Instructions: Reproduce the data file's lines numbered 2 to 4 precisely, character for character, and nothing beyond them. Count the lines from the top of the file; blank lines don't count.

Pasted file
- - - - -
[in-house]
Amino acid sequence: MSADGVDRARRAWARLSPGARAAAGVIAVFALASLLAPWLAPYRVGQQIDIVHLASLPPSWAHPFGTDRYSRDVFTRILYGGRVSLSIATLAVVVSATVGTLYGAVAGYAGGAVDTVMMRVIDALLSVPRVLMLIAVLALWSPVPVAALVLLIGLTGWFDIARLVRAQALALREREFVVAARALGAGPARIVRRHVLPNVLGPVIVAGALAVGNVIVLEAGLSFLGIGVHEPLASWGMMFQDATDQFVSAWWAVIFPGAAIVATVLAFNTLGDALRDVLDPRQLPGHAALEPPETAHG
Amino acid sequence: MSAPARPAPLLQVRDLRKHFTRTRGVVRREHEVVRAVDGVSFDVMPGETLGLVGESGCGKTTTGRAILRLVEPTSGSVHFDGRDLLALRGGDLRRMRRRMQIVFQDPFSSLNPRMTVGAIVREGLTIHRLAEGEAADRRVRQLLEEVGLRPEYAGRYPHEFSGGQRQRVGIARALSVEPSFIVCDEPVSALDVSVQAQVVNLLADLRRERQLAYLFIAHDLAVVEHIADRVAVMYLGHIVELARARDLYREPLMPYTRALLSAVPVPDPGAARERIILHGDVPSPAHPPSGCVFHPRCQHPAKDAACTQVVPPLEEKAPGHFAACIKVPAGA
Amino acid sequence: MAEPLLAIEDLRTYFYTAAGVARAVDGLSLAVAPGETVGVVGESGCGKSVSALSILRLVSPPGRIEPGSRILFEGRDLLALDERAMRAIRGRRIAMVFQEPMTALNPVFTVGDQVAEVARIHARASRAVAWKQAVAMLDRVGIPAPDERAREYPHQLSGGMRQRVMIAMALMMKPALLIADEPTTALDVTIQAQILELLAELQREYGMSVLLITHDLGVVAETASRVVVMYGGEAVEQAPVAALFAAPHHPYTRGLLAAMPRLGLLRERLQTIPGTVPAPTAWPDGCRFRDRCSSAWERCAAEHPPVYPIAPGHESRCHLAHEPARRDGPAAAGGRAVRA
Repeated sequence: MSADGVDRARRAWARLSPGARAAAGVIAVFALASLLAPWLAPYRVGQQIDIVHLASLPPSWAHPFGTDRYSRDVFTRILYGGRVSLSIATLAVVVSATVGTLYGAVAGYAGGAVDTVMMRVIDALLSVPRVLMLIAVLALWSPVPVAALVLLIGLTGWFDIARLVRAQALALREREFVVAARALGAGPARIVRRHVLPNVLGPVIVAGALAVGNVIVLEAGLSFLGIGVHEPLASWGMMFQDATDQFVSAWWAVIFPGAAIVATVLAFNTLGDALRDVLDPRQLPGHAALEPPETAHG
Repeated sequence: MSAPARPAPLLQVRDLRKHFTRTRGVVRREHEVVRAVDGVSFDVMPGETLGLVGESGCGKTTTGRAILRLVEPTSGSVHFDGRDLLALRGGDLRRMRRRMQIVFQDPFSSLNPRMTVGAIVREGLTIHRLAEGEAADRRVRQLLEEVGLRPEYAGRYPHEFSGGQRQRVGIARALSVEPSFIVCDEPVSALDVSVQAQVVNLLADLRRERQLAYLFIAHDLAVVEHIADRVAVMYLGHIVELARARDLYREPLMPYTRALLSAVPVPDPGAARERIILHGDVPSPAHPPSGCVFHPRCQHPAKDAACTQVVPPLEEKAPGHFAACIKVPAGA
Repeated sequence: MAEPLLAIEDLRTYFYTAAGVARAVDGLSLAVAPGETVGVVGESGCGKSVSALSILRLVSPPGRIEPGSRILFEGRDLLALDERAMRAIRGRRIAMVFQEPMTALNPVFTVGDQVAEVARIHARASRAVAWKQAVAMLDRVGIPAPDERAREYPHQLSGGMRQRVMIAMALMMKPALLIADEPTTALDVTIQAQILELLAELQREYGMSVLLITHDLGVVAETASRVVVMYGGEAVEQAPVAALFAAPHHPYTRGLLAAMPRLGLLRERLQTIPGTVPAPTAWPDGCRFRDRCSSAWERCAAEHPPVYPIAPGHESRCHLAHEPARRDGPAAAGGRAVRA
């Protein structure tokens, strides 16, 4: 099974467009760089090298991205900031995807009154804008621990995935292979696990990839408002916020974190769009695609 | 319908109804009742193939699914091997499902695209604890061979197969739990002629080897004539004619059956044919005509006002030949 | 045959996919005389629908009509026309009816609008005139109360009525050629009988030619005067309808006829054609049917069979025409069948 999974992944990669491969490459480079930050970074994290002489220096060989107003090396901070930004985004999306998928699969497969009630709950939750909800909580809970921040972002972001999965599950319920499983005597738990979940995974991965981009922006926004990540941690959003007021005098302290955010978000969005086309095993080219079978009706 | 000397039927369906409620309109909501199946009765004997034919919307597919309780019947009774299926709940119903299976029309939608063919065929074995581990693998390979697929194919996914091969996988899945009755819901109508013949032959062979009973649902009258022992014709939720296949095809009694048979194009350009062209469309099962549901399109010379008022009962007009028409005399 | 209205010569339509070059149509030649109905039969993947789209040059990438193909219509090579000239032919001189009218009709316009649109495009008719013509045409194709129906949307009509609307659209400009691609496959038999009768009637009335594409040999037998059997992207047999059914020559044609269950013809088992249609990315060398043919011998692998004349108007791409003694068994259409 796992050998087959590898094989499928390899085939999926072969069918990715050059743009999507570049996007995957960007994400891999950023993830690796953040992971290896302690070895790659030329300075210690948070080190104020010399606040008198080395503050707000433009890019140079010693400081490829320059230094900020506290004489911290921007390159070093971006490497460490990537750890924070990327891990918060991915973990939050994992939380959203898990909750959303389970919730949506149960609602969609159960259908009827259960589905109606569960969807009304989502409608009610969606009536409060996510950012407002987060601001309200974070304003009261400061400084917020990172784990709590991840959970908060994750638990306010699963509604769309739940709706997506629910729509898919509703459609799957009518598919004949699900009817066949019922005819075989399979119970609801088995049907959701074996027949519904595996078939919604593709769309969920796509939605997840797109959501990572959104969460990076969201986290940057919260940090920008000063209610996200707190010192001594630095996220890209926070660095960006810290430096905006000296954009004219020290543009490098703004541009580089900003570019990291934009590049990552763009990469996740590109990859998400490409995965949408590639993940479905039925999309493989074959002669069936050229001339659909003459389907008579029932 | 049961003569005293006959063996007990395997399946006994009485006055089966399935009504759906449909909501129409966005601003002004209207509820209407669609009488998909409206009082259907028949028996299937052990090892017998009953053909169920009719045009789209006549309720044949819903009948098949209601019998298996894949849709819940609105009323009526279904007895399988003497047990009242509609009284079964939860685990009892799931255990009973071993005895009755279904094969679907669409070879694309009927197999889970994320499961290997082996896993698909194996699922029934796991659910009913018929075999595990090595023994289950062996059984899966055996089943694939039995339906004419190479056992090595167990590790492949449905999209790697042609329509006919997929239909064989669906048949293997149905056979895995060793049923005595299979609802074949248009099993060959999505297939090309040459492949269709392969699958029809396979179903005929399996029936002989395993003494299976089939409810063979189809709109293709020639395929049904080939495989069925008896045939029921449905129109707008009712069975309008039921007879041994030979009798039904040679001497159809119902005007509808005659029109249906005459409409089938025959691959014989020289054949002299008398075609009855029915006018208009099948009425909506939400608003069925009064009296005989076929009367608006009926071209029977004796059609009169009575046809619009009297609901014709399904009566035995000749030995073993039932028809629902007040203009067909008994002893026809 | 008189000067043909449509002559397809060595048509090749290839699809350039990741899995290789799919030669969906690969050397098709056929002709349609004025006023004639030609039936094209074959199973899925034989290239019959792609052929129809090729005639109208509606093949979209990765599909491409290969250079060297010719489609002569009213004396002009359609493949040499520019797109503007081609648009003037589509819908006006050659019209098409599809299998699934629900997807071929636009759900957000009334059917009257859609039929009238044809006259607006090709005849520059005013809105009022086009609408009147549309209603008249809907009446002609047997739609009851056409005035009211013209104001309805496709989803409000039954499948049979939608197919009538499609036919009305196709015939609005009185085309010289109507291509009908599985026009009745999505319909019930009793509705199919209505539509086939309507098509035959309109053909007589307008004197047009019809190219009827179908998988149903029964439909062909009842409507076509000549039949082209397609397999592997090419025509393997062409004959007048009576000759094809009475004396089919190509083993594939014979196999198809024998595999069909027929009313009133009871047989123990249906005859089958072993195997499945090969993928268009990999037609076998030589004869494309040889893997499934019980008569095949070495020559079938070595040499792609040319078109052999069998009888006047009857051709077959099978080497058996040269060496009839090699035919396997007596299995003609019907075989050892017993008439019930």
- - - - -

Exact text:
Amino acid sequence: MSADGVDRARRAWARLSPGARAAAGVIAVFALASLLAPWLAPYRVGQQIDIVHLASLPPSWAHPFGTDRYSRDVFTRILYGGRVSLSIATLAVVVSATVGTLYGAVAGYAGGAVDTVMMRVIDALLSVPRVLMLIAVLALWSPVPVAALVLLIGLTGWFDIARLVRAQALALREREFVVAARALGAGPARIVRRHVLPNVLGPVIVAGALAVGNVIVLEAGLSFLGIGVHEPLASWGMMFQDATDQFVSAWWAVIFPGAAIVATVLAFNTLGDALRDVLDPRQLPGHAALEPPETAHG
Amino acid sequence: MSAPARPAPLLQVRDLRKHFTRTRGVVRREHEVVRAVDGVSFDVMPGETLGLVGESGCGKTTTGRAILRLVEPTSGSVHFDGRDLLALRGGDLRRMRRRMQIVFQDPFSSLNPRMTVGAIVREGLTIHRLAEGEAADRRVRQLLEEVGLRPEYAGRYPHEFSGGQRQRVGIARALSVEPSFIVCDEPVSALDVSVQAQVVNLLADLRRERQLAYLFIAHDLAVVEHIADRVAVMYLGHIVELARARDLYREPLMPYTRALLSAVPVPDPGAARERIILHGDVPSPAHPPSGCVFHPRCQHPAKDAACTQVVPPLEEKAPGHFAACIKVPAGA
Amino acid sequence: MAEPLLAIEDLRTYFYTAAGVARAVDGLSLAVAPGETVGVVGESGCGKSVSALSILRLVSPPGRIEPGSRILFEGRDLLALDERAMRAIRGRRIAMVFQEPMTALNPVFTVGDQVAEVARIHARASRAVAWKQAVAMLDRVGIPAPDERAREYPHQLSGGMRQRVMIAMALMMKPALLIADEPTTALDVTIQAQILELLAELQREYGMSVLLITHDLGVVAETASRVVVMYGGEAVEQAPVAALFAAPHHPYTRGLLAAMPRLGLLRERLQTIPGTVPAPTAWPDGCRFRDRCSSAWERCAAEHPPVYPIAPGHESRCHLAHEPARRDGPAAAGGRAVRA